Posted on: 14 February 2017
The first time you buy a home, you'll typically be conscientious about the purchase price and how much your mortgage payments will be. While keeping these financial matters in mind is certainly important, you shouldn't lose sight of the other expenses that come with home ownership. If you're accustomed to renting, you may have paid your rent and a couple bills, but nothing beyond that. However, when you own a home, you'll need to budget for some other expenses. This isn't to say that owning a home is out of your reach — rather, when you keep all of the upcoming expenses in mind, you'll be able to buy a home that suits your budget. Here are some other expenses to expect.
Property tax is something that didn't concern you when you rented, but it's a standard expense involved with owning a home. When you're browsing homes for sale, the real estate listings will often include the amount of property tax that is paid annually on the property. If this information isn't clear, make sure that your real estate agent provides it for you. Depending on where you live, the manner in which you'll need to pay your property tax can differ. In some areas, for example, the cost will be broken down into four installments that are due every three months.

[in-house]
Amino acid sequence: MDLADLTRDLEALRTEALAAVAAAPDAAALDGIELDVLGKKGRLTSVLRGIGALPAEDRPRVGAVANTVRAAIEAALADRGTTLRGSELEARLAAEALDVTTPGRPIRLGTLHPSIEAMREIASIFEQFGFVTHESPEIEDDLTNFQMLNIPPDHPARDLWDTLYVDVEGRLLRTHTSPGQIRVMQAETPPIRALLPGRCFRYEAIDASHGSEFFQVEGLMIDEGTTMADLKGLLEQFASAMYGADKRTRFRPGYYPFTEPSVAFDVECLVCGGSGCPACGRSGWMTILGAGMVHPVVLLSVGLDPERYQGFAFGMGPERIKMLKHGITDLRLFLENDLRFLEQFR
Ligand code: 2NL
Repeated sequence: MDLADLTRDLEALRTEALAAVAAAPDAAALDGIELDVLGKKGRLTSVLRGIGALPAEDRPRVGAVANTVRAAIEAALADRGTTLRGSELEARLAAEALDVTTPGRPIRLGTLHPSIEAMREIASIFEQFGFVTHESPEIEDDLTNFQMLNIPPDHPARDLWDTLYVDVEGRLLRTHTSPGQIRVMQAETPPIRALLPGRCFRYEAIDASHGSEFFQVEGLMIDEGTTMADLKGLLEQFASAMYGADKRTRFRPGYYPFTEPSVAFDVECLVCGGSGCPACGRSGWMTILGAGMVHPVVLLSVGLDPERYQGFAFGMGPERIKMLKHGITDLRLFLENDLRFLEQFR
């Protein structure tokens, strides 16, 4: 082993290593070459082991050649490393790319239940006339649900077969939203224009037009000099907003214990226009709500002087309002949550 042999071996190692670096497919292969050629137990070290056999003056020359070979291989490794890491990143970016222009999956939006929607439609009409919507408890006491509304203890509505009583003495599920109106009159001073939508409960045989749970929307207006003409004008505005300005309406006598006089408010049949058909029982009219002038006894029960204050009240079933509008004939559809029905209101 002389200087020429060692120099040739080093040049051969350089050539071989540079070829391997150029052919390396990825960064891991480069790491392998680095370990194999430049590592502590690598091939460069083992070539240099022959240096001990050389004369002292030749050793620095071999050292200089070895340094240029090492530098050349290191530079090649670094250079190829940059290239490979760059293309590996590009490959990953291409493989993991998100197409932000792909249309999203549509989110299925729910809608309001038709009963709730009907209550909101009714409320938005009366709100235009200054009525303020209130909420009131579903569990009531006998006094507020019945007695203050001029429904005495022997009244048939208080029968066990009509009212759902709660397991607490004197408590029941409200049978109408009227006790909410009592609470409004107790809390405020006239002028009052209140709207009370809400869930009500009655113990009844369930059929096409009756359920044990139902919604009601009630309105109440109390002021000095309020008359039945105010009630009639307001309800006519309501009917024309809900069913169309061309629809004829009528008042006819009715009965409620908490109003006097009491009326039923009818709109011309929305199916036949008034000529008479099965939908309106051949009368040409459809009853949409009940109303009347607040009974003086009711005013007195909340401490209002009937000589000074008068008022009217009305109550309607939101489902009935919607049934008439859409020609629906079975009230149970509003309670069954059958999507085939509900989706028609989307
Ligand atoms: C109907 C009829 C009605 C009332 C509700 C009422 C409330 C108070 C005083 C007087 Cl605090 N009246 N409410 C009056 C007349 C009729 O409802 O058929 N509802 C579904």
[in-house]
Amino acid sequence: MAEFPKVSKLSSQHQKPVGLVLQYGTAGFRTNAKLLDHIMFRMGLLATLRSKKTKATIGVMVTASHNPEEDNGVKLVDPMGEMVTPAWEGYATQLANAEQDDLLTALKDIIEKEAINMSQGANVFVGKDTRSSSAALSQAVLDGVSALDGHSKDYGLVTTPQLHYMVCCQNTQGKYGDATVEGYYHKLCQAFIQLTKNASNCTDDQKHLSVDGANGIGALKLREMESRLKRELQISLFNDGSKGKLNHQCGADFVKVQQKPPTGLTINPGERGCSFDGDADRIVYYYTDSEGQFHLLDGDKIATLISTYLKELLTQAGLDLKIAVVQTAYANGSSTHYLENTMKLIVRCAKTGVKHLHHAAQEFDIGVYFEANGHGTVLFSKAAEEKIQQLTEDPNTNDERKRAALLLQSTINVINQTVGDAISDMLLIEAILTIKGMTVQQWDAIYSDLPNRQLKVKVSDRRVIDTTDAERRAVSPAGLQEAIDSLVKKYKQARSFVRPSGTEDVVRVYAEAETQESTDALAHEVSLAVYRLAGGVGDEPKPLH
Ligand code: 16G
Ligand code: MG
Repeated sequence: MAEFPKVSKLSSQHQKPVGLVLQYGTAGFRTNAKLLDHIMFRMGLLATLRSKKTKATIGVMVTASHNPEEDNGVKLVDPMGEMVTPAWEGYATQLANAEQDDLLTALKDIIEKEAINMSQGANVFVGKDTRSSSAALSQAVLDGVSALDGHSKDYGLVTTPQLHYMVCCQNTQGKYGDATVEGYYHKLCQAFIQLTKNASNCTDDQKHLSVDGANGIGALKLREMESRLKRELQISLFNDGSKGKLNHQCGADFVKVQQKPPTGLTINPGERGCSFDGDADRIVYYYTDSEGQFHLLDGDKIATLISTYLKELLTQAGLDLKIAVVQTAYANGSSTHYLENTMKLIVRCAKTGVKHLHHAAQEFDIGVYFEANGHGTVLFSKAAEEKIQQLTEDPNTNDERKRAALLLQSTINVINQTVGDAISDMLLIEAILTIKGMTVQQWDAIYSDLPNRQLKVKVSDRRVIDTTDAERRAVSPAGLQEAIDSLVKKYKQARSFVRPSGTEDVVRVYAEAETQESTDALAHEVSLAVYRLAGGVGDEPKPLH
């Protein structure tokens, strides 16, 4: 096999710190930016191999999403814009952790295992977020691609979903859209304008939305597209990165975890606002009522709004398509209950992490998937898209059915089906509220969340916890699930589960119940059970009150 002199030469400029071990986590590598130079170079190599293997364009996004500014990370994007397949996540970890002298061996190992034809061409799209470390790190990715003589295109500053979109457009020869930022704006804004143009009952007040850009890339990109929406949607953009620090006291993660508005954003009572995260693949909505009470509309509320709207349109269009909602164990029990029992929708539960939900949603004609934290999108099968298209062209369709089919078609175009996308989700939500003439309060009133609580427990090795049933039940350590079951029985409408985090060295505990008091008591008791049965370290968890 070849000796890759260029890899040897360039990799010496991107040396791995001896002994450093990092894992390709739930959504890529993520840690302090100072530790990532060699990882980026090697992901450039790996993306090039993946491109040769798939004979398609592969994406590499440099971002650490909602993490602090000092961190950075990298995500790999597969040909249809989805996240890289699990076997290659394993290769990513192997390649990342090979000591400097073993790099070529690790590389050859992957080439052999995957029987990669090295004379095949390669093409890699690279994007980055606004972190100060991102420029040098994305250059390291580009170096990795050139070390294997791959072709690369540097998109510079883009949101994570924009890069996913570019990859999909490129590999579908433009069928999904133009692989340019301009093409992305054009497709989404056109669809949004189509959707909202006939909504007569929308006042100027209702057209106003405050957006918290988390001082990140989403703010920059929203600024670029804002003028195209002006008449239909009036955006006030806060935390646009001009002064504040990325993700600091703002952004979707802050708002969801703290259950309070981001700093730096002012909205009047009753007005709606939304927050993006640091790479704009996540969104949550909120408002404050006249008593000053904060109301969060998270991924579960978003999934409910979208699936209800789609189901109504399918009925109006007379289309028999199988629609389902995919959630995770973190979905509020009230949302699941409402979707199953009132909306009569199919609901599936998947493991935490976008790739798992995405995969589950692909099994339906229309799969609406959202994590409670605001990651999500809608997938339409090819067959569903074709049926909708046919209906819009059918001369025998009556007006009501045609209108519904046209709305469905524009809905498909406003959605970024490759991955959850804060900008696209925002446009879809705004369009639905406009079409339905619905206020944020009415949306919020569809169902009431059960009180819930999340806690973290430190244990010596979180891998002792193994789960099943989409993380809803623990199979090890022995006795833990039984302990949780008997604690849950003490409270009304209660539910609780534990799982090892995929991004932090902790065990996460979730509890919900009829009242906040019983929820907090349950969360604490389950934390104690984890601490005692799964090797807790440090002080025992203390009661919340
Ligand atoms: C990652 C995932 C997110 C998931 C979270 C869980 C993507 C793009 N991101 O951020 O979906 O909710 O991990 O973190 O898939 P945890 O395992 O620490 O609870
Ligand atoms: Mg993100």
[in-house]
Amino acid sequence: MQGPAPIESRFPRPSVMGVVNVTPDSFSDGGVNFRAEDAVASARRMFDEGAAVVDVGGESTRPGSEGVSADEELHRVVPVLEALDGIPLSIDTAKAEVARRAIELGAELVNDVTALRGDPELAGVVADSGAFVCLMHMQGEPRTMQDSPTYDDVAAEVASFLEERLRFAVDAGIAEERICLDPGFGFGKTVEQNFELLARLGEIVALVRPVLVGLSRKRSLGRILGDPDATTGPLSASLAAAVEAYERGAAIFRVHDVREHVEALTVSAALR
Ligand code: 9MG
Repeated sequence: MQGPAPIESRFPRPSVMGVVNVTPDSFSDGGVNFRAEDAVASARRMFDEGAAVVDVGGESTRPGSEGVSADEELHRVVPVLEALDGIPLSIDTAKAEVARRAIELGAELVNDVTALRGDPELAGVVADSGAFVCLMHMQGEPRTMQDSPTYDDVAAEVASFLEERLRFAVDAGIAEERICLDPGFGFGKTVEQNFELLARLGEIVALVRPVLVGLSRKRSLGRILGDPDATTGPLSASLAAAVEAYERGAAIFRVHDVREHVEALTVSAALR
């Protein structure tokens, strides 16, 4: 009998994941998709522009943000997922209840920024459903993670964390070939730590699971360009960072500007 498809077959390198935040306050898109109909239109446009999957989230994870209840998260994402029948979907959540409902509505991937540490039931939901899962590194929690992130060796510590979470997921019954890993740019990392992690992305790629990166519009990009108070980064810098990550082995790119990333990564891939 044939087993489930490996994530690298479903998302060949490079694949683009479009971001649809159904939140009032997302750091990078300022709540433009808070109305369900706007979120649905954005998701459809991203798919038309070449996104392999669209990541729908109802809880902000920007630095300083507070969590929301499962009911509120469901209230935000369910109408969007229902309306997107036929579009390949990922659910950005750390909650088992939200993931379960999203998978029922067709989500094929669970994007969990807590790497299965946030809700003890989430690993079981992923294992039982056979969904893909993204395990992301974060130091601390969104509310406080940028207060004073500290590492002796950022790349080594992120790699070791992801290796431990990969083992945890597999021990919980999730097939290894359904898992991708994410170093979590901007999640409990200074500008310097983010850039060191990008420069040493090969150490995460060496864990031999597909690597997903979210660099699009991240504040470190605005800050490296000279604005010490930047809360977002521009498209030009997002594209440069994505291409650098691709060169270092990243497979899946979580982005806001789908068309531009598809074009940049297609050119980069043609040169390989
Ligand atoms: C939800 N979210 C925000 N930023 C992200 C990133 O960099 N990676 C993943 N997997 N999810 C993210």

While some renters have rental insurance, many do not. When you buy your home, however, you'll need to get home insurance. Home insurance is valuable because it protects your home and your possessions against a number of undesirable things, including fires and theft. It's common to pay your home insurance monthly, although some insurance providers may offer you a better rate if you pay this amount as an annual lump sum. You can often get a favorable home insurance rate if you bundle this service with your auto insurance.
There can be a variety of other ownership-related expenses. If you own a condo, for example, you'll need to pay condo fees. These should be outlined in the real estate listing. You may also face additional expenses that you didn't directly pay as a rental tenant. For example, if your rent in an apartment building included the water, you'll be responsible for paying a separate water bill when you own your own home. If you're unsure of the extent of expenses related to ownership, ask for some additional details from your agent.Share